Keith Locke on Employment Relations Amendment Bill (No 2) – second reading



It is very sad that the Transport and Industrial Relations Committee did not come back with a strong report rejecting this bill, and that the majority of the select committee did not listen and take in the many representations from individual workers and, as has just been mentioned, unions and community organisations, all of whom were opposed to the bill. Sure, some submissions were in favour of the bill but they were few and far between. Some of them made some good points but the overwhelming feeling of the submissions was against this bill because it takes away fundamental union rights. If members want to read the detail of that they can read the Green and Labour Party minority report, which explains the problems with the bill. Just to go over the fundamental union rights that have been taken away, one of the most fundamental rights was the right of members of the union to talk to union officials in the place where they work. That is the question of union access. The present system operates pretty well. We heard all the submissions and we questioned employer representatives. There was not much evidence at all that there was any significant disruption in the workplace under the present system of union access, which does require that access to be at reasonable times and not to be overly disruptive of the workflow, etc. There were very few complaints about the present system before this bill. This bill does put unions at a big disadvantage. It has been indicated that there were some improvements in relation to the delays, but unions can still be delayed up to a couple of days in terms of getting into a job site. Various union representatives explained to the select committee their practice in visiting worksites. A lot of them have to cover a lot of worksites in a day and they have to be able to vary the visits a bit. If, say, they have 10 worksites to cover in a day, and they have to spend a bit more time at one worksite because there is a bit of a health and safety problem, you may have to phone up the next worksite and say—


: The member is including me.


: I am very sorry, Mr Assistant Speaker. The union official would phone up the employer at the next worksite and say: “Look, I was going to come at around 8 o’clock. I’ve got to put that out to 10 o’clock. I’ve got a bit of a problem here.” That flexibility is built into the system whereby the employer will cooperate with changing times and all the rest of it. Now, an employer who does not want the union to be on the job, or who wants to weaken the union, will be able to put off that visit for a couple of days, muck around with the time, and make it much more difficult for the union to operate. As the previous speaker said, there might be very important immediate issues, such as health and safety issues, that require attention, although the employer might say that it is not a health and safety issue. I have been in a situation like that myself. At one point I was working in a motor factory and there was a problem with fumes coming into the manufacturing section where we were making seats. The employer did not think that fumes were coming in. We did. We were being affected by the fumes and we took a form of union action against that. One can see that there is not necessarily agreement between the employer and union on whether there is actually a health and safety issue. So there has to be a flexible system for union access. The next basic right undermined by this bill is the right to stay in one’s job—that is, to stay in employment. That right is threatened by the 90-day provision being extended to all workers. The basic thing about staying in a job is the right not to be dismissed without good cause and without a reason being given. If people can be sacked at will within the first 90 days of their employment without a reason being given, as this bill provides, they naturally feel very hurt, particularly if they do not think there is a good reason, it is just that they are being picked on, and they have not had a fair go. That grievance carries on in the person’s emotions and feelings for a long time if they lose their job unjustly under that 90-day provision.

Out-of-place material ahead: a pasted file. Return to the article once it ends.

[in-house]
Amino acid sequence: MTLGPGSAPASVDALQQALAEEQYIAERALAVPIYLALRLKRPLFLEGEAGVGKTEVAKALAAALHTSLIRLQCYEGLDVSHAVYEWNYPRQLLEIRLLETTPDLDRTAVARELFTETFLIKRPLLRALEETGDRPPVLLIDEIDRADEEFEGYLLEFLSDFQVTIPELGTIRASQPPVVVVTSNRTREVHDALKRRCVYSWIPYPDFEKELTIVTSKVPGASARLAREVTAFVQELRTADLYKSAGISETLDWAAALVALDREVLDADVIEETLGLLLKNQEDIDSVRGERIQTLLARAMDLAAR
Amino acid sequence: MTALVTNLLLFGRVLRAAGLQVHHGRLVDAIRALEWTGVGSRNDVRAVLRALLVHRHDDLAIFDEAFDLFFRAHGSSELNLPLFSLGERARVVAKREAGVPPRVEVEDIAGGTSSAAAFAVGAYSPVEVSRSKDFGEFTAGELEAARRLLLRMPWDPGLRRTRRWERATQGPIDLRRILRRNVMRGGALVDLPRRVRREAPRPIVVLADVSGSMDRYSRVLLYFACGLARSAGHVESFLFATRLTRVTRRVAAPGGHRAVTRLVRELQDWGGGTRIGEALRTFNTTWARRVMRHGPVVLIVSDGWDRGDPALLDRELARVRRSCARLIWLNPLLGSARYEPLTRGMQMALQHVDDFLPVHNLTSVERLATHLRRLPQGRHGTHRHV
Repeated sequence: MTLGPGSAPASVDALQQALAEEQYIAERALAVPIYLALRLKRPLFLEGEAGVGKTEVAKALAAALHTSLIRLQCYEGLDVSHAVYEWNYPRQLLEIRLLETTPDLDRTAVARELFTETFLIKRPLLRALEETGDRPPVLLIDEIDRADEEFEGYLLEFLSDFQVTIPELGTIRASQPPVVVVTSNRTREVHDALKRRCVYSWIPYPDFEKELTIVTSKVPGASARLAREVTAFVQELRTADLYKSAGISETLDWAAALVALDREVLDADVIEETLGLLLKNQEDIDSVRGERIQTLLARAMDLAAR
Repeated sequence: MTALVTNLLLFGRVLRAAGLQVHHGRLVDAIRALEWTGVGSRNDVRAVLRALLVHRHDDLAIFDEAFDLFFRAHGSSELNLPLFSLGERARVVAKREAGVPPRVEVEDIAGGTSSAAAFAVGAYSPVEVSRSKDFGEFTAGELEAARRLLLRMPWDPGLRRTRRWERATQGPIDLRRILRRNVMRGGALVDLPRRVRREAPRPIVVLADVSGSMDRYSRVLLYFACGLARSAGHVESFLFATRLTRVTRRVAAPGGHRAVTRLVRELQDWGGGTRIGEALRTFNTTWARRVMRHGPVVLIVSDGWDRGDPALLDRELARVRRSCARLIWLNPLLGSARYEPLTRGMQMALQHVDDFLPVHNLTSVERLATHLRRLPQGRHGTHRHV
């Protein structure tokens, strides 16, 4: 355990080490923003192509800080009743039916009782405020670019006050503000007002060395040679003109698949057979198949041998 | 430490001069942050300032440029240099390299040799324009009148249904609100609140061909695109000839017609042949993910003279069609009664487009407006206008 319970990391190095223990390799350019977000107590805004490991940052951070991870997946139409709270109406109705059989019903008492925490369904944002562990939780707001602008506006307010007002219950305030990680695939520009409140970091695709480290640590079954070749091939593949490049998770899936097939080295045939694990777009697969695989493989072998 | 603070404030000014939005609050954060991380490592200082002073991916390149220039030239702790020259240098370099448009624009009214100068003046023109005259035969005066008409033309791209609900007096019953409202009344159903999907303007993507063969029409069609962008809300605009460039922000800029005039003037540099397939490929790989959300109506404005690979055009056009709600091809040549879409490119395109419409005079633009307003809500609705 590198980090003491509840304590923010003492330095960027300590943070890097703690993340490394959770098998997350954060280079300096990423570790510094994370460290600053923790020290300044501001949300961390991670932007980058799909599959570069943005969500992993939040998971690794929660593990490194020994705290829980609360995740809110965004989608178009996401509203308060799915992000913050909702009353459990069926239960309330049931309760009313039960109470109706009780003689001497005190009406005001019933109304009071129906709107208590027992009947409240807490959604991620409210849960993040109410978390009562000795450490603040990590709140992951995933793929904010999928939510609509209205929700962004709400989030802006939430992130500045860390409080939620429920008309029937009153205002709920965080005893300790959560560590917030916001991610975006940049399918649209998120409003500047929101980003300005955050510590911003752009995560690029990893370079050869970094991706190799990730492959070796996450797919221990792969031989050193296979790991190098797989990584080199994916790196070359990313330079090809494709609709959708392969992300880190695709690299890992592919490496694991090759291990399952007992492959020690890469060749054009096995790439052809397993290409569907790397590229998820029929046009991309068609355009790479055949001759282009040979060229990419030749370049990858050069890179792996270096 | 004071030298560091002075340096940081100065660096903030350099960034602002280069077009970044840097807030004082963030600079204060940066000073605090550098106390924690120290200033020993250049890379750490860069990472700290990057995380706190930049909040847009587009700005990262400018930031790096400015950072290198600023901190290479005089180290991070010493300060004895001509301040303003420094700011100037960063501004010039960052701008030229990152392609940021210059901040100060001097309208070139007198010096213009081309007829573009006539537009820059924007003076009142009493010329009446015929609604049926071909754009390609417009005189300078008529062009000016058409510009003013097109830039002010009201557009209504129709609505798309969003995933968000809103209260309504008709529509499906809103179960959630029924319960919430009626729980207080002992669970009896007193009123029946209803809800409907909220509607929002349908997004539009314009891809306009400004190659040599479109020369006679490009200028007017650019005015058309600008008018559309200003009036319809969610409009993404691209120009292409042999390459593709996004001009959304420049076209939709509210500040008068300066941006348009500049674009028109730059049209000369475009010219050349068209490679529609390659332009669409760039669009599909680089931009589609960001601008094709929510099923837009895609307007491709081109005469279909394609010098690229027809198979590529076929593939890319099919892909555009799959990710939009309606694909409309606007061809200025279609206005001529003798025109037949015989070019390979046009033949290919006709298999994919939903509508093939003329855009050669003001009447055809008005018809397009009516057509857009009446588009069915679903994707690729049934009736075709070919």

New workers lose a sense of power. There is a feeling of powerlessness and they feel their future for those 90 days is at the whim of the employer. This particularly affects the type of people who are likely to be coming in under the 90-day provision. They will often be the more powerless workers—the marginalised workers, some younger people, and workers who have been unemployed and who will have found it to more difficult to get a job. They are already feeling powerless, and they will feel even more powerless under this provision. The other thing, which is not recognised sufficiently by this Parliament, is the effort that people sometimes go to to get a job. They may go from one side of the world to the other as migrants coming in, and it has cost them a lot. They have shifted their family, or else their family has been divided for a while because the mother or father goes ahead and gets the job and the rest of the family comes later. They may also be workers who have been unemployed, say, in Auckland and who have moved down to the Waikato, Whanganui, or somewhere else to get a job on a farm. They take their family, set their children up at a school, and then, 75 days later, they can be just sacked without any reason. Just today I received the case of Cheryl and Bruce, who had shifted to be a herd manager and a relief milker* on a farm. They had tried to defend a migrant worker who was working on the same farm, and the employer told them to get lost and they had lost their jobs. There was no reason for the dismissal in terms of their work, their politeness, or anything else; it was just that in this case, the employer did not want anyone to dissent on any matter. Now they have all sorts of problems with their kids being at a local school, which means they have to drive them 40 minutes each way to school each day because they had to shift out from the farm, and they have all the rest of the problems associated with this 90-day provision. The idea that the 90 day provision is voluntary and that people do not have to agree to it is a bit of a joke, particularly in the situation now where we have growing unemployment. If people want a job, then employers will often insist they have to go under the 90-day provision in this bill. This bill also weakens unions in the sense that there is a division of the workforce who are on a particular job. Workers who are there for less than 90 days will feel reluctant to criticise anything that happens in the workplace for fear of losing their job. Those workers will not want to join the union, particularly if the union is the subject of some contention with the employer, because they could be seen as people who might stand up for their rights or who might be a bit more stroppy than others in the workforce. The employer might want to send them down the road in favour of a more compliant person, and there are plenty of examples of that happening. The idea that more jobs are available through the 90-day provision has not been proved, either. In fact, we gets a less efficient workforce if employers can hire people for just 90 days and then get rid of them, because there will be less training as those workers will be treated as temporary labour. Another issue dealt with in the Labour Party and Green Party minority report is the personal grievance situation. People can be sacked and reinstatement is not a primary remedy. So if an employer wants to get rid of a union delegate, the employer might just kick that person down the road as he or she will not be able to come back on the job. That might cost the employer a bit at the Employment Court, but the employer can intimidate the rest of the workforce by getting rid of the lead union delegate. That is the sort of thing that will happen if we do not provide primarily for reinstating people. Good-faith bargaining is also undermined by this provision, which allows employers to swamp the workers with their side of the story when there is some contention over, say, an employment contract. The union does not have the ability to get at all the shareholders to swamp the shareholders with the workers’ side in an employment dispute between unions and employers, so it is a very one-sided provision. It will undermine good-faith bargaining between employers and unions, which is the heart of good unionism. Altogether, this is a very bad bill. There have been huge demonstrations around the country against it. I, along with Carol Beaumont, was at the one in Auckland, which thousands of people attended. The unions are more active now than they have been for many years.